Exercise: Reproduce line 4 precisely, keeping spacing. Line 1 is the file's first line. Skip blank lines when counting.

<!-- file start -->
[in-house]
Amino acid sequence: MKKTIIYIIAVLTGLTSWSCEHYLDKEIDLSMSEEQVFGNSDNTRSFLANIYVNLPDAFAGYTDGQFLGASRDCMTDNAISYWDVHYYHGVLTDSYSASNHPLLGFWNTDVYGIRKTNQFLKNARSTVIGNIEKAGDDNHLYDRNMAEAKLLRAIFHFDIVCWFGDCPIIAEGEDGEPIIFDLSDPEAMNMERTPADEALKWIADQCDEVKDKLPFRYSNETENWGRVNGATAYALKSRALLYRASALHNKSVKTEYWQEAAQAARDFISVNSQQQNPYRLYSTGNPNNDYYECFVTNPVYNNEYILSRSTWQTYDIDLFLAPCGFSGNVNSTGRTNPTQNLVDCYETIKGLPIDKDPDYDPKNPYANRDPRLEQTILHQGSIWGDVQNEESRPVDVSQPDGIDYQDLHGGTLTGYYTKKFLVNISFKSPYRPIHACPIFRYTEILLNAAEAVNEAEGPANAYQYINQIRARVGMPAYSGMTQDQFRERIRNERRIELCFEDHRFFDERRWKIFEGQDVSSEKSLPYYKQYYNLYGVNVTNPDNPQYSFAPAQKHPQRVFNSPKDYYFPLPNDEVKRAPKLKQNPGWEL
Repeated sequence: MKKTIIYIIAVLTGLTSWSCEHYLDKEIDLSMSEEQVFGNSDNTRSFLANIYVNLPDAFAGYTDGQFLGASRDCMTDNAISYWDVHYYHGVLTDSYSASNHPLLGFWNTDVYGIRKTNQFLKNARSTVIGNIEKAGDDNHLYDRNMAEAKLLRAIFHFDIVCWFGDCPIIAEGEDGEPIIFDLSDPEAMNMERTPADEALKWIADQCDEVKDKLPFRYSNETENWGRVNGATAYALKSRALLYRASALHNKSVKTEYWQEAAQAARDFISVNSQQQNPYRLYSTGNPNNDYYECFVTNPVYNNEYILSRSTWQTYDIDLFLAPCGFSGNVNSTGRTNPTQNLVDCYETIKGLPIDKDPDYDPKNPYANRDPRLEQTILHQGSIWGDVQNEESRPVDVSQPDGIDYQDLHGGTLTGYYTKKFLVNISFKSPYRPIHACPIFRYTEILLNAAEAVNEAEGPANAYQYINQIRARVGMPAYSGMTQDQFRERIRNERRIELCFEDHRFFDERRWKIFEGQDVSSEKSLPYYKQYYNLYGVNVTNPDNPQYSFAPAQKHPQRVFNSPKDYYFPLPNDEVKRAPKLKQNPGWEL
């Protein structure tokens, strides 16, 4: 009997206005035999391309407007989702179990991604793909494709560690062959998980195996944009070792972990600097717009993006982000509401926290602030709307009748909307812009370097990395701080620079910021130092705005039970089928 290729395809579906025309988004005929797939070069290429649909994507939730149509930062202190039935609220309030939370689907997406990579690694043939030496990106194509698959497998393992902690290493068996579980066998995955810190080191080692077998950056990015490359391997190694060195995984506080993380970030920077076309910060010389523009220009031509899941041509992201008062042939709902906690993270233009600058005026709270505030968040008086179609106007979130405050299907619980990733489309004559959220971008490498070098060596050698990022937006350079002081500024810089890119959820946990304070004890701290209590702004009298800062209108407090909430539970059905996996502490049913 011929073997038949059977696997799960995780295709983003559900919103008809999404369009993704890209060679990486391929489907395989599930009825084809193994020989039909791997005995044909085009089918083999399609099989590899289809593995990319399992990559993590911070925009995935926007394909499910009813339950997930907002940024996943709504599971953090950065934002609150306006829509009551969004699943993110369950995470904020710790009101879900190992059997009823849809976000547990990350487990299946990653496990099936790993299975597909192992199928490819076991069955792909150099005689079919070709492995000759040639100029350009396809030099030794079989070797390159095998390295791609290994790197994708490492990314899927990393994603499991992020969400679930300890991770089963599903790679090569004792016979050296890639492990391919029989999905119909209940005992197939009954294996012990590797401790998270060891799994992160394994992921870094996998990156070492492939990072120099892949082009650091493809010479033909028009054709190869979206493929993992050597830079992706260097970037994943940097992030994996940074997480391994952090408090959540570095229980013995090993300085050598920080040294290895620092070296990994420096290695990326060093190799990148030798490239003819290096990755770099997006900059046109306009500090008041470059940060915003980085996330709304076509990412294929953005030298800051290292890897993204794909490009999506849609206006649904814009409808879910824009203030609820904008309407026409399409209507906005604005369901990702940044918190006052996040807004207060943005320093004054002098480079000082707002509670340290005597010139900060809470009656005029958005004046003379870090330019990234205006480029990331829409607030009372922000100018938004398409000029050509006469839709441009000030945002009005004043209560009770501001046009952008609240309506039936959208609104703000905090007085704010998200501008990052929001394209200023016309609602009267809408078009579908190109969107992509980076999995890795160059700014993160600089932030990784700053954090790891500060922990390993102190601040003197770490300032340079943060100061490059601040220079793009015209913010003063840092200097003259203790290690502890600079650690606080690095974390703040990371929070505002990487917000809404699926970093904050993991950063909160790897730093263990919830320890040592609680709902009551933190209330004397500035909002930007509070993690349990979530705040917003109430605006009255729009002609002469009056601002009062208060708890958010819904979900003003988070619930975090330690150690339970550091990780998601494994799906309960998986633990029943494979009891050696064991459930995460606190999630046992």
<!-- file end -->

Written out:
């Protein structure tokens, strides 16, 4: 009997206005035999391309407007989702179990991604793909494709560690062959998980195996944009070792972990600097717009993006982000509401926290602030709307009748909307812009370097990395701080620079910021130092705005039970089928 290729395809579906025309988004005929797939070069290429649909994507939730149509930062202190039935609220309030939370689907997406990579690694043939030496990106194509698959497998393992902690290493068996579980066998995955810190080191080692077998950056990015490359391997190694060195995984506080993380970030920077076309910060010389523009220009031509899941041509992201008062042939709902906690993270233009600058005026709270505030968040008086179609106007979130405050299907619980990733489309004559959220971008490498070098060596050698990022937006350079002081500024810089890119959820946990304070004890701290209590702004009298800062209108407090909430539970059905996996502490049913 011929073997038949059977696997799960995780295709983003559900919103008809999404369009993704890209060679990486391929489907395989599930009825084809193994020989039909791997005995044909085009089918083999399609099989590899289809593995990319399992990559993590911070925009995935926007394909499910009813339950997930907002940024996943709504599971953090950065934002609150306006829509009551969004699943993110369950995470904020710790009101879900190992059997009823849809976000547990990350487990299946990653496990099936790993299975597909192992199928490819076991069955792909150099005689079919070709492995000759040639100029350009396809030099030794079989070797390159095998390295791609290994790197994708490492990314899927990393994603499991992020969400679930300890991770089963599903790679090569004792016979050296890639492990391919029989999905119909209940005992197939009954294996012990590797401790998270060891799994992160394994992921870094996998990156070492492939990072120099892949082009650091493809010479033909028009054709190869979206493929993992050597830079992706260097970037994943940097992030994996940074997480391994952090408090959540570095229980013995090993300085050598920080040294290895620092070296990994420096290695990326060093190799990148030798490239003819290096990755770099997006900059046109306009500090008041470059940060915003980085996330709304076509990412294929953005030298800051290292890897993204794909490009999506849609206006649904814009409808879910824009203030609820904008309407026409399409209507906005604005369901990702940044918190006052996040807004207060943005320093004054002098480079000082707002509670340290005597010139900060809470009656005029958005004046003379870090330019990234205006480029990331829409607030009372922000100018938004398409000029050509006469839709441009000030945002009005004043209560009770501001046009952008609240309506039936959208609104703000905090007085704010998200501008990052929001394209200023016309609602009267809408078009579908190109969107992509980076999995890795160059700014993160600089932030990784700053954090790891500060922990390993102190601040003197770490300032340079943060100061490059601040220079793009015209913010003063840092200097003259203790290690502890600079650690606080690095974390703040990371929070505002990487917000809404699926970093904050993991950063909160790897730093263990919830320890040592609680709902009551933190209330004397500035909002930007509070993690349990979530705040917003109430605006009255729009002609002469009056601002009062208060708890958010819904979900003003988070619930975090330690150690339970550091990780998601494994799906309960998986633990029943494979009891050696064991459930995460606190999630046992």